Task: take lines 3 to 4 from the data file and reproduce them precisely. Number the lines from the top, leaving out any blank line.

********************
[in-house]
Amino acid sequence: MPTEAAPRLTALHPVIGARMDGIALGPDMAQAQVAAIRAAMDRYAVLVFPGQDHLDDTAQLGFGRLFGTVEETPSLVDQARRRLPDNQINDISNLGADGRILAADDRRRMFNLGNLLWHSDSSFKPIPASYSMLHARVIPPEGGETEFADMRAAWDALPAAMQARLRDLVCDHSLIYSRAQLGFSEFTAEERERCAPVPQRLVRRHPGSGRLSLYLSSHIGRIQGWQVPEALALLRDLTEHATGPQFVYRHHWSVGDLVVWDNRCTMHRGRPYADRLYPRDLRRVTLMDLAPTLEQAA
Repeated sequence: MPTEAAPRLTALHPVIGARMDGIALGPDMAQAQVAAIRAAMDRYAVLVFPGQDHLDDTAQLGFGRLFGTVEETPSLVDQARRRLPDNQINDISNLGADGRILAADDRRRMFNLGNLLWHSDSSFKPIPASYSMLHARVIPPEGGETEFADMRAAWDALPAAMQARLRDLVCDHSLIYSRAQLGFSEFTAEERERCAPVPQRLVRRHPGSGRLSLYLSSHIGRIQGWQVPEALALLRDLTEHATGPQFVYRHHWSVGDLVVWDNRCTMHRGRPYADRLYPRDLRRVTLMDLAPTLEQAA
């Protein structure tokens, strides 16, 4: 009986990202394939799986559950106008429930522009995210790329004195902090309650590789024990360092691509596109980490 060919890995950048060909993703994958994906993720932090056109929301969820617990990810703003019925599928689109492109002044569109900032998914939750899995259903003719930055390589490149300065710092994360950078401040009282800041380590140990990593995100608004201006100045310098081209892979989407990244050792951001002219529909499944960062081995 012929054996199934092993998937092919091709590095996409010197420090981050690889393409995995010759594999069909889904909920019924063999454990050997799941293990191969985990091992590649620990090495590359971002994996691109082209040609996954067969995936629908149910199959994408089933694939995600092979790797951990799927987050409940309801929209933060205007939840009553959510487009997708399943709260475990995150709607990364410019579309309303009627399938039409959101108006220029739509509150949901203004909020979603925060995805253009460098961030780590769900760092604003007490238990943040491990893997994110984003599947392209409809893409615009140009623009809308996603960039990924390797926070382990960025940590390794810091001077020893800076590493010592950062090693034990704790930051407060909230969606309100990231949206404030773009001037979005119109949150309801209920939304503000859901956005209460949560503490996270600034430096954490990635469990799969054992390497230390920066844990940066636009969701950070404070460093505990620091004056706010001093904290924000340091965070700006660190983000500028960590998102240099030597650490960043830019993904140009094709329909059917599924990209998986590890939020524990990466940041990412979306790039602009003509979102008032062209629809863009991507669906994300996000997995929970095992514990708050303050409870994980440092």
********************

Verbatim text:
Repeated sequence: MPTEAAPRLTALHPVIGARMDGIALGPDMAQAQVAAIRAAMDRYAVLVFPGQDHLDDTAQLGFGRLFGTVEETPSLVDQARRRLPDNQINDISNLGADGRILAADDRRRMFNLGNLLWHSDSSFKPIPASYSMLHARVIPPEGGETEFADMRAAWDALPAAMQARLRDLVCDHSLIYSRAQLGFSEFTAEERERCAPVPQRLVRRHPGSGRLSLYLSSHIGRIQGWQVPEALALLRDLTEHATGPQFVYRHHWSVGDLVVWDNRCTMHRGRPYADRLYPRDLRRVTLMDLAPTLEQAA
């Protein structure tokens, strides 16, 4: 009986990202394939799986559950106008429930522009995210790329004195902090309650590789024990360092691509596109980490 060919890995950048060909993703994958994906993720932090056109929301969820617990990810703003019925599928689109492109002044569109900032998914939750899995259903003719930055390589490149300065710092994360950078401040009282800041380590140990990593995100608004201006100045310098081209892979989407990244050792951001002219529909499944960062081995 012929054996199934092993998937092919091709590095996409010197420090981050690889393409995995010759594999069909889904909920019924063999454990050997799941293990191969985990091992590649620990090495590359971002994996691109082209040609996954067969995936629908149910199959994408089933694939995600092979790797951990799927987050409940309801929209933060205007939840009553959510487009997708399943709260475990995150709607990364410019579309309303009627399938039409959101108006220029739509509150949901203004909020979603925060995805253009460098961030780590769900760092604003007490238990943040491990893997994110984003599947392209409809893409615009140009623009809308996603960039990924390797926070382990960025940590390794810091001077020893800076590493010592950062090693034990704790930051407060909230969606309100990231949206404030773009001037979005119109949150309801209920939304503000859901956005209460949560503490996270600034430096954490990635469990799969054992390497230390920066844990940066636009969701950070404070460093505990620091004056706010001093904290924000340091965070700006660190983000500028960590998102240099030597650490960043830019993904140009094709329909059917599924990209998986590890939020524990990466940041990412979306790039602009003509979102008032062209629809863009991507669906994300996000997995929970095992514990708050303050409870994980440092």